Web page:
The fishy blunder that nearly prevented Newton’s masterpiece from being published

19 April 2012

This striking image – released today by the Royal Society as part of its new online picture library – has a surprising history and nearly prevented one of the greatest works in the history of science from being published.

The seventeenth century engraving of a flying fish appears on the Royal Society’s newest online resource, a searchable picture library which allows web users to browse and search the Society’s vast collection of images online for the first time. The picture is one of a set of engravings from John Ray and Francis Willughby’s 1686 book Historia Piscium, or “a History of Fishes”. This work, largely forgotten today, was considered groundbreaking at the time of its publication, and the early Royal Society poured all of its funds in to publishing the lavishly illustrated book.

Ray and Willughby’s Historia did not prove to be the publishing sensation that the Fellows had hoped and the book nearly bankrupted the Society. This meant that the Society was unable to meet its promise to support the publication of Isaac Newton’s masterpiece Philosophiæ Naturalis Principia Mathematica (“Mathematical Principles of Natural Philosophy”).

Fortunately, a young Edmund Halley – then Clerk at the Royal Society – saw the promise in Newton’s work and managed to raise the funds to publish the Principia, providing much of the money from his own pocket. Newton’s book was finally published in 1687, changing the way we view the world forever.

Professor Jonathan Ashmore FRS, Chair of the Royal Society’s Library Committee, said: “While it may seem surprising to some people that the early Fellows of the Royal Society nearly passed up the opportunity to publish Newton’s Principia, we mustn’t forget that Halley, Newton, Ray and Willughby were all working in the very earliest days of the scientific revolution. Although the Principia may have gone on to achieve lasting fame and glory, we hope that visitors to our new online picture resource will be able to appreciate why early Fellows of the Royal Society were so impressed by Willughby’s stunning illustrations of piscine natural history.”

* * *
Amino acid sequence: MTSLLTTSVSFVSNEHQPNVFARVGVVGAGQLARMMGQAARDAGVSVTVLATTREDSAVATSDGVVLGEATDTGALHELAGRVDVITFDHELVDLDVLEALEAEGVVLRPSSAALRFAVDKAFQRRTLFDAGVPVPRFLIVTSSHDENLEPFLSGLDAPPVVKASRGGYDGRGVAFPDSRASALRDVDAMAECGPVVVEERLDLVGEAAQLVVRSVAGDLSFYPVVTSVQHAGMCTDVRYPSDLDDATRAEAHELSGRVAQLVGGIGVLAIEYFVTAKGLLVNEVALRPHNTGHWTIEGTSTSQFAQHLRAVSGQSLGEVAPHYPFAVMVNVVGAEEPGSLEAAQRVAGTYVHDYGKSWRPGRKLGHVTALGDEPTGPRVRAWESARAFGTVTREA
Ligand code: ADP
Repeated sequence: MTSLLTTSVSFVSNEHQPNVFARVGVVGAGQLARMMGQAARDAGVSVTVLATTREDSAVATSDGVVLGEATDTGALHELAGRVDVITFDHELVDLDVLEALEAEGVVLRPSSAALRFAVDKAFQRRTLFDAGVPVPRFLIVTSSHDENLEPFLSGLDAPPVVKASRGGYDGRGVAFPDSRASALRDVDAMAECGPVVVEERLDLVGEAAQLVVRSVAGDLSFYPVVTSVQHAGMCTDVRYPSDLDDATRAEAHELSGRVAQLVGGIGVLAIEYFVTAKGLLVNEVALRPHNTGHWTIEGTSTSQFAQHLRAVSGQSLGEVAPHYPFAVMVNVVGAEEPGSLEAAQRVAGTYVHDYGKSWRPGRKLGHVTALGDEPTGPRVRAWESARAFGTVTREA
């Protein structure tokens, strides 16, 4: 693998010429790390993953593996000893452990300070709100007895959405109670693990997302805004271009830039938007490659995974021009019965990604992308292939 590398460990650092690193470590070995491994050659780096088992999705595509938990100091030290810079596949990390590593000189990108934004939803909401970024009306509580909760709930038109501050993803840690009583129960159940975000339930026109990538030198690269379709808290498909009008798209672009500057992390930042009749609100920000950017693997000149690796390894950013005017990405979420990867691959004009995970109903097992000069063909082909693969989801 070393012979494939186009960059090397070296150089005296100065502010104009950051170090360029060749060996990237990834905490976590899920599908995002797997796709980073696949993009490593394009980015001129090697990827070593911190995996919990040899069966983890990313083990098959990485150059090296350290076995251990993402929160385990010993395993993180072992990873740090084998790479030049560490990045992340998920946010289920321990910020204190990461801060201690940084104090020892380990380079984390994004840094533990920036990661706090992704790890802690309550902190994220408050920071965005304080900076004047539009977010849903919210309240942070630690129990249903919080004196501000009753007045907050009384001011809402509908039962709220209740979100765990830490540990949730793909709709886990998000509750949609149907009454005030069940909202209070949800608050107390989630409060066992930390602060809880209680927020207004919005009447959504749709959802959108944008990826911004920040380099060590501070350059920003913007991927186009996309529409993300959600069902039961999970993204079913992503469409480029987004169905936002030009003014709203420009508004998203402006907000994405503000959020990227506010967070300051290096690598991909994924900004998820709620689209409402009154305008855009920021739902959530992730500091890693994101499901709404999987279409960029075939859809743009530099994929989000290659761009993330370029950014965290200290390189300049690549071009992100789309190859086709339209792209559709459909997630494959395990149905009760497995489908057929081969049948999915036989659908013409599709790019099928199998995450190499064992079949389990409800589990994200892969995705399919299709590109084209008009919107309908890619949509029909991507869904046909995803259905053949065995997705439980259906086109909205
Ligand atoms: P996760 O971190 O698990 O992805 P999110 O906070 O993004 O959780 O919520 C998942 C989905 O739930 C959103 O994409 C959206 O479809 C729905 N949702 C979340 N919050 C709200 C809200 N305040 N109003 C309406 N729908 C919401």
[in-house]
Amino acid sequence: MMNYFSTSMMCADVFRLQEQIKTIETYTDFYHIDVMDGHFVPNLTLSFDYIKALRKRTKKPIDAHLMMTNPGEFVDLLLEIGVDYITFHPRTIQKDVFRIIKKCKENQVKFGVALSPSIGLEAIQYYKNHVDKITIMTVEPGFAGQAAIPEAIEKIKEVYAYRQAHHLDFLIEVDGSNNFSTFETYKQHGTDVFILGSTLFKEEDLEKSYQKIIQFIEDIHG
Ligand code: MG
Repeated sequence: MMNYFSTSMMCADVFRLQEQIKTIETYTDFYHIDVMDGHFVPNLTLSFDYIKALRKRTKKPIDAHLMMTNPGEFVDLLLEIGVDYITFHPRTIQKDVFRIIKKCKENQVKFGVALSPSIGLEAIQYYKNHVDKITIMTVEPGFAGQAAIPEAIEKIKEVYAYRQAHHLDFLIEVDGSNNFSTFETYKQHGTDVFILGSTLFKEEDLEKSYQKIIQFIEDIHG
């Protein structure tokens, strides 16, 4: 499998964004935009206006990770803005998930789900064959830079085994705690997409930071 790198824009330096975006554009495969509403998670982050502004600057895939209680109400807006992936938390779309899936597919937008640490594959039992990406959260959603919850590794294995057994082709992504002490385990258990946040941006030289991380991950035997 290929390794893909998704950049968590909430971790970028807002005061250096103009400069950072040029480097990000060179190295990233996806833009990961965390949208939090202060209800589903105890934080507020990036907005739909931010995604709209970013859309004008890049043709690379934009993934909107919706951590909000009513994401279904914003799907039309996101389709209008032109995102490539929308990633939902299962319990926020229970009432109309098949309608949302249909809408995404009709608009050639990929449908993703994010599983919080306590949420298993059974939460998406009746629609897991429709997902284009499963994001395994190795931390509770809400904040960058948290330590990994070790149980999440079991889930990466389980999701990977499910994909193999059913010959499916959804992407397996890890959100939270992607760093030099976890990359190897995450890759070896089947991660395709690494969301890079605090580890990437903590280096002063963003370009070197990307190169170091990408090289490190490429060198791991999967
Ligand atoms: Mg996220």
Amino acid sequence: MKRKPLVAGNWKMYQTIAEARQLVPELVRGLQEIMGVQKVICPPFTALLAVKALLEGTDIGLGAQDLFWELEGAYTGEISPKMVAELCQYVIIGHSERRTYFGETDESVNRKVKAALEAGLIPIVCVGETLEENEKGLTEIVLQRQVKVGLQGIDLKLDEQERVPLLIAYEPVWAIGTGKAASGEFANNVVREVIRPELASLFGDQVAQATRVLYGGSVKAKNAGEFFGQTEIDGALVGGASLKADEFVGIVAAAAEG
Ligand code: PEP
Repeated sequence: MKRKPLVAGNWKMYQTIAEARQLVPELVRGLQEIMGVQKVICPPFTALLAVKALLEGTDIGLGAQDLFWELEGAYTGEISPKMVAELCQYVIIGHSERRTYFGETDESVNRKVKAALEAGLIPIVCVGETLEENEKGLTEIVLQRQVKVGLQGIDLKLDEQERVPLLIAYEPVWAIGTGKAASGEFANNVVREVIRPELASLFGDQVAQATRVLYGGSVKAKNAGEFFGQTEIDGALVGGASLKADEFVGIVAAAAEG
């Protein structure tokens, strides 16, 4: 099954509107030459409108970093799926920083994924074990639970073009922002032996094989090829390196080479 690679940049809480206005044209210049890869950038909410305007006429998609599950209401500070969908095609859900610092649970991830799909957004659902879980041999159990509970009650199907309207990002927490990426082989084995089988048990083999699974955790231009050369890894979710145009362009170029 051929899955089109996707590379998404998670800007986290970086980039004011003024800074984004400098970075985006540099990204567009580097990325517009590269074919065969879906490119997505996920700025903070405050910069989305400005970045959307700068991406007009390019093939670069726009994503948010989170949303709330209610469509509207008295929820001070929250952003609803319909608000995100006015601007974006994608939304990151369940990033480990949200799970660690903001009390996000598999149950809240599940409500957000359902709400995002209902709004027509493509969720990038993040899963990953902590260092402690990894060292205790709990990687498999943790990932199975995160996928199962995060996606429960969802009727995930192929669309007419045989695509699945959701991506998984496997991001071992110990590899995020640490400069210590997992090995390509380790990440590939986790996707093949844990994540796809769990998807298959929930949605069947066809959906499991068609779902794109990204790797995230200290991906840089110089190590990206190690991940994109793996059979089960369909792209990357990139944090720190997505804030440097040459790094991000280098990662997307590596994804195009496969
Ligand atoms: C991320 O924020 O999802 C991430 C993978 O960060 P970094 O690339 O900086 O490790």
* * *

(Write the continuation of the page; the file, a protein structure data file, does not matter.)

“The Royal Society’s new online picture library is a fantastic resource for anybody who has an interest in the history of science. While the site already contains more than a thousand images we plan to continually add to this resource, so that a growing selection of the Royal Society’s wonderful image archive will be available to anybody with access to the internet.”

Visitors to the Royal Society’s new online picture library can now view selected engravings from Willughby’s work, among more than a thousand other images spanning the Royal Society’s 350 year history. This is the first time that the Society’s image archive has been available online and visitors to the site will find a diverse array of images from the Society’s rich history.

Highlights include Robert Hooke’s celebrated 17th century engravings of the microscopic world (some of the first images to ever be drawn directly from a microscope); Portraits of Fellows of the Royal Society from its earliest days to modern times; as well as lesser-known gems such as James Gillray’s cartoon satirising leading scientific figures of his day and illustrations from Captain James Cook’s voyages to Tahiti.